Scores

Final

(1) Florida 65

(5-2, 2-1 away)

Louisville 73

(4-1, 4-1 home)

    12:00 PM ET, December 13, 2003

    1 2 T
    #1FLA 27 3865
    LOU 32 4173

    Grieving guard helps dump Gators

    LOUISVILLE, Ky. (AP) -- The teacher had one more lesson for his student on Saturday.

    Rick Pitino got his 400th career victory when Louisville beat top-ranked Florida 73-65, yet another win over one of his former assistant coaches.

    This one came over Billy Donovan, who played for Pitino at Providence and worked as his assistant at Kentucky from 1989-94.

    Pitino improved to 14-1 against ex-assistants and has won all five meetings against Donovan, who coached at Marshall before becoming Florida's coach in 1996.

    Pitino attributed his dominance over former pupils to the players he's coached.

    "If we played either on neutral courts or I wasn't at Kentucky, it would be 50-50," Pitino said. "I would not have the record I have if I had not been at Kentucky, where I had eight players from one team play in the NBA. It's about players and the way you play the game."

    Francisco Garcia had 21 points for the Cardinals (4-1), who led by as many as 15 in the second half then sealed the win by holding Florida (5-2) without a field goal over the final 67 seconds.

    Pitino is concerned what this win might do for Louisville.

    "If we are humble and hungry, we'll be good," he said. "The minute you start thinking you're good is when you start getting into trouble."

    David Lee scored a career-high 24 points and matched a career best with 12 rebounds as the Gators lost their second straight since becoming the nation's No. 1 team. They lost 69-68 in overtime to Maryland on Wednesday.

    "This week has been great for our guys. Everybody may think it's terrible that we lost two games," Donovan said. "No, this is the type of thing these guys need to go through in order to get better."

    Second-leading scorer Matt Walsh went 0-for-8 from the field and scored two points for Florida, which committed 18 turnovers.

    "We're just not a very cohesive team from an offensive standpoint right now," Donovan said. "We have great chemistry off the floor, but we don't have great chemistry playing on the floor."

    Pitino, who has a 400-145 record in his 18th season, waved his arms and shook his head in disgust as the capacity crowd began the "Overrated!" chant in the closing seconds.

    Garcia bent over and cried just before the final buzzer sounded. It was his second game since learning his only brother, Hector Lopez, had been murdered in New York City.

    "Tragedy can bring out the worst in the best," Pitino said. "It helps to get it out and cry."

    Garcia attended his brother's funeral in the Bronx on Thursday. He cried for 20 minutes in the locker room before Friday's practice.

    "I'm going to dedicate everything to him -- my life, my season, everything," Garcia said. "He was my blood, my best friend."

    Louisville's scrambling pressure defense forced the Gators into six turnovers in the first 10 minutes. Steals by Taquan Dean and Brandon Jenkins fueled a 7-0 Louisville spurt.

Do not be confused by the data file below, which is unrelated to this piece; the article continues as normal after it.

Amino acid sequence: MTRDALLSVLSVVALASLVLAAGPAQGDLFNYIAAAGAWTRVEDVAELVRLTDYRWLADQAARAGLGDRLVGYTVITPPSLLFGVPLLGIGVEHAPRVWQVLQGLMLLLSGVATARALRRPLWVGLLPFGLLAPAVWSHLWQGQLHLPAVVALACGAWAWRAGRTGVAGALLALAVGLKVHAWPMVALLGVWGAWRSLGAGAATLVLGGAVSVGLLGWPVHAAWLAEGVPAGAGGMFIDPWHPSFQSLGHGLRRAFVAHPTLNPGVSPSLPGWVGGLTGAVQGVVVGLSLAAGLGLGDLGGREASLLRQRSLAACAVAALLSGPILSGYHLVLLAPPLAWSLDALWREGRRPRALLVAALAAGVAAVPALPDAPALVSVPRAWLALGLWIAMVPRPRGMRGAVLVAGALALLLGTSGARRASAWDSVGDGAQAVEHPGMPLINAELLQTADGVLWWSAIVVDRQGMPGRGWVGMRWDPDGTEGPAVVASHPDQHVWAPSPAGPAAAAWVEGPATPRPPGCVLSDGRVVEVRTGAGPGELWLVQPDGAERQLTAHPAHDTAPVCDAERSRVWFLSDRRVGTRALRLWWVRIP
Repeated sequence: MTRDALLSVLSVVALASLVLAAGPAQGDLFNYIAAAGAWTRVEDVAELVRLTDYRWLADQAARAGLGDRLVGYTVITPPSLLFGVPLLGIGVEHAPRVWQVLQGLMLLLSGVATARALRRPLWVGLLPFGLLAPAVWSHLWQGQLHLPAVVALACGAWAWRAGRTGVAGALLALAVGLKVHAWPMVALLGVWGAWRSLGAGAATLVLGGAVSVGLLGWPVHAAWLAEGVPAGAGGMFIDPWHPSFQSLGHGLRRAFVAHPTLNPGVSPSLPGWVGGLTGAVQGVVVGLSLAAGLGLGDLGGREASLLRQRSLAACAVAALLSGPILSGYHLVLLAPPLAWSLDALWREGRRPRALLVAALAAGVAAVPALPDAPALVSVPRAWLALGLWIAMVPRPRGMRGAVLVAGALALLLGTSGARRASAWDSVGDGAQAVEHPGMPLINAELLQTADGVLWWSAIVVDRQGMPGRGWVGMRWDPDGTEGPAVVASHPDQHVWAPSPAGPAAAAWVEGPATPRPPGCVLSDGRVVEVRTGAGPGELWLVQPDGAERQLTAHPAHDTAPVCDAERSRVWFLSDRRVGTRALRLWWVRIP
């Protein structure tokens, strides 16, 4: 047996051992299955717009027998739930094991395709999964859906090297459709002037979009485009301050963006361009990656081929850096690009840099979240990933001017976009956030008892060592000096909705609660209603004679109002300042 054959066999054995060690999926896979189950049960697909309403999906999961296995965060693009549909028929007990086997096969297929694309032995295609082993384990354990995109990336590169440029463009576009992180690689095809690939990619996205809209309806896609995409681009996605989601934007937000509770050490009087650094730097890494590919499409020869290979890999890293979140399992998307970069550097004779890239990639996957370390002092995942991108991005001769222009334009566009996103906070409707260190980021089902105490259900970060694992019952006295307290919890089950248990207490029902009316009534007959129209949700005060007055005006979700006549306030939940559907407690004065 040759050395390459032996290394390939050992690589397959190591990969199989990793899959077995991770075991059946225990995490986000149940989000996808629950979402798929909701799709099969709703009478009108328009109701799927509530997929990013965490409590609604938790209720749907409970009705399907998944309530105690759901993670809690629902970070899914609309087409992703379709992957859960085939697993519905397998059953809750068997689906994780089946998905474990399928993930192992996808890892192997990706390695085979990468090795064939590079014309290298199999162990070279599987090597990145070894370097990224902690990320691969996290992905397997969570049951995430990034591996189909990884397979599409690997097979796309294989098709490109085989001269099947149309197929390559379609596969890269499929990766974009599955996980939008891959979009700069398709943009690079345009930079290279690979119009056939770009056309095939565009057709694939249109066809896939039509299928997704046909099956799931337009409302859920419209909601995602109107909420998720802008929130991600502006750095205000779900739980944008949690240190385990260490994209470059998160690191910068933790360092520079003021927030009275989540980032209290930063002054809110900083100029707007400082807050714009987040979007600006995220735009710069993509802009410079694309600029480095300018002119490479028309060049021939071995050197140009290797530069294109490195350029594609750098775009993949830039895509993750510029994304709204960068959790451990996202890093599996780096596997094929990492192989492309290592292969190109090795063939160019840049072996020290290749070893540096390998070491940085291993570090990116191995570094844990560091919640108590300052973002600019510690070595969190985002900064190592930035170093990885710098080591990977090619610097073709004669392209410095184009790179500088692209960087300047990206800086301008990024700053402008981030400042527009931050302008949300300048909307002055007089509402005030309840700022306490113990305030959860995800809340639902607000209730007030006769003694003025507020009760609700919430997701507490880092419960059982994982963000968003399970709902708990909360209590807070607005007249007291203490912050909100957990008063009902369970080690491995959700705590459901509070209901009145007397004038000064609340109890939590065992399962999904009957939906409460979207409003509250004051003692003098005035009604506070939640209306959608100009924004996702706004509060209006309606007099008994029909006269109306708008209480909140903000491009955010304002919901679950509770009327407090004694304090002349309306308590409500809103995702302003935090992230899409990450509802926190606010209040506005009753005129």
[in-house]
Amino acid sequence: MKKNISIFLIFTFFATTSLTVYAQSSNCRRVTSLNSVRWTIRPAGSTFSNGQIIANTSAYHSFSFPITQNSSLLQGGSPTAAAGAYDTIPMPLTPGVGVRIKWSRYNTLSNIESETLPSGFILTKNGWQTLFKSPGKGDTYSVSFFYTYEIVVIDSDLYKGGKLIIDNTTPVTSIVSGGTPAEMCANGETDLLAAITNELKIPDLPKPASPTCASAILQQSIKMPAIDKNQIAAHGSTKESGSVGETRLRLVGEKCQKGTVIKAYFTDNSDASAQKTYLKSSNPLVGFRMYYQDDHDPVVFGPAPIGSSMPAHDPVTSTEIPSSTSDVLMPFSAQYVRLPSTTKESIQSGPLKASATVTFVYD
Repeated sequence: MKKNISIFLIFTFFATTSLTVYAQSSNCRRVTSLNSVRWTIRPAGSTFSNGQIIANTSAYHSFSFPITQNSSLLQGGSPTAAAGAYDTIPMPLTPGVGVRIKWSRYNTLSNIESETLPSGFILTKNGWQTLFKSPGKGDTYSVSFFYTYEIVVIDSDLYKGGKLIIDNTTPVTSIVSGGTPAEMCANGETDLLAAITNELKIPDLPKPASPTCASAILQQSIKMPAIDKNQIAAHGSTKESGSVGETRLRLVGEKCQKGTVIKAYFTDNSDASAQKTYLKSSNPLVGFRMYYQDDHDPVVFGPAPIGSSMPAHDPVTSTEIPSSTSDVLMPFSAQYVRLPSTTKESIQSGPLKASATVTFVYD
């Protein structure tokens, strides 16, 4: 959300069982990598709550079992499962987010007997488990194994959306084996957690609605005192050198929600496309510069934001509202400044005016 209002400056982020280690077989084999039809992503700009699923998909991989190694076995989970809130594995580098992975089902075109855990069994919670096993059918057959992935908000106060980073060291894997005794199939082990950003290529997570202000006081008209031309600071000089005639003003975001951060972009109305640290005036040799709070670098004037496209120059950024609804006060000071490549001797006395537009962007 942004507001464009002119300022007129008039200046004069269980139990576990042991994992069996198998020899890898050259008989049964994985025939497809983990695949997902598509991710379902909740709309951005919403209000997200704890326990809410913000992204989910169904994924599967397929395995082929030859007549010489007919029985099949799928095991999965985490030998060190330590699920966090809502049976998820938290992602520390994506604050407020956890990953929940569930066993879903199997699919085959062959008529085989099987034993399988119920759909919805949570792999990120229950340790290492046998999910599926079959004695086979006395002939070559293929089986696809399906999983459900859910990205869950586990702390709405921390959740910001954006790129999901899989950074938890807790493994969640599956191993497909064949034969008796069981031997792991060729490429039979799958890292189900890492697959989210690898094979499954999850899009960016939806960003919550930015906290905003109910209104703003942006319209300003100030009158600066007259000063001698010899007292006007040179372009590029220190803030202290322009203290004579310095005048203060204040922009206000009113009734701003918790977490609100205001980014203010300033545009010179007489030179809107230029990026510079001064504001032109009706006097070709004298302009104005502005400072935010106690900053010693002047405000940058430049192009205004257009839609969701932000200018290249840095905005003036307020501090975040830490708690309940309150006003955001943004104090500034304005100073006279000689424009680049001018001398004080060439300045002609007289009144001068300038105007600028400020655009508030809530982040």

But Louisville missed 10 of its first 13 shots and two free throws by Walsh and a layup by Lee capped a 10-4 Florida spurt that made it 19-19.

    The teams traded baskets until Nate Daniels' 3-pointer from the wing started an 8-0 Louisville burst with 3:06 left in the opening half.

    The Cardinals shot 34 percent (11-of-32) in the first half, but scored 15 points off 11 Florida turnovers to take a five-point halftime lead.

    "That's as good a defense as we can play," Pitino said. "We wanted to press effectively and get to their 3-point shooters."

    Louisville led 43-39 when Dean hit a 3-pointer from the wing with 13:19 left to trigger a 12-4 run. Garcia converted a three-point play and Luke Whitehead made his first 3-pointer of the season to push Florida's deficit into double digits.

    The Cardinals' defense continued to keep the Gators off-balance and Garcia's layup with 4:46 left gave Louisville its biggest lead, 66-51.

    Florida came back from 17 points down to force overtime against Maryland on Wednesday and Lee's reverse dunk with 4:38 left Saturday triggered another comeback.

    Dean made a free throw with 3:55 left, but Lee had a tip-in and Christian Drejer hit a 3-pointer from the wing over the next 90 seconds to draw the Gators within 67-61.

    The Cardinals went cold again, missing five straight shots in a three-minute span. But Louisville's defense came up with stops. Rashid Al-Kaleem missed a 3-pointer from the wing with 51 seconds left and Dartez blocked a 3-pointer by Drejer with 21 seconds remaining.

    "When we got it to six, we got a little overanxious," Donovan said.

    The Cardinals defeated a No. 1 team for the third time in their history. The last was a 72-69 victory over Duke in the 1986 national championship game.

    Copyright by STATS LLC and The Associated Press

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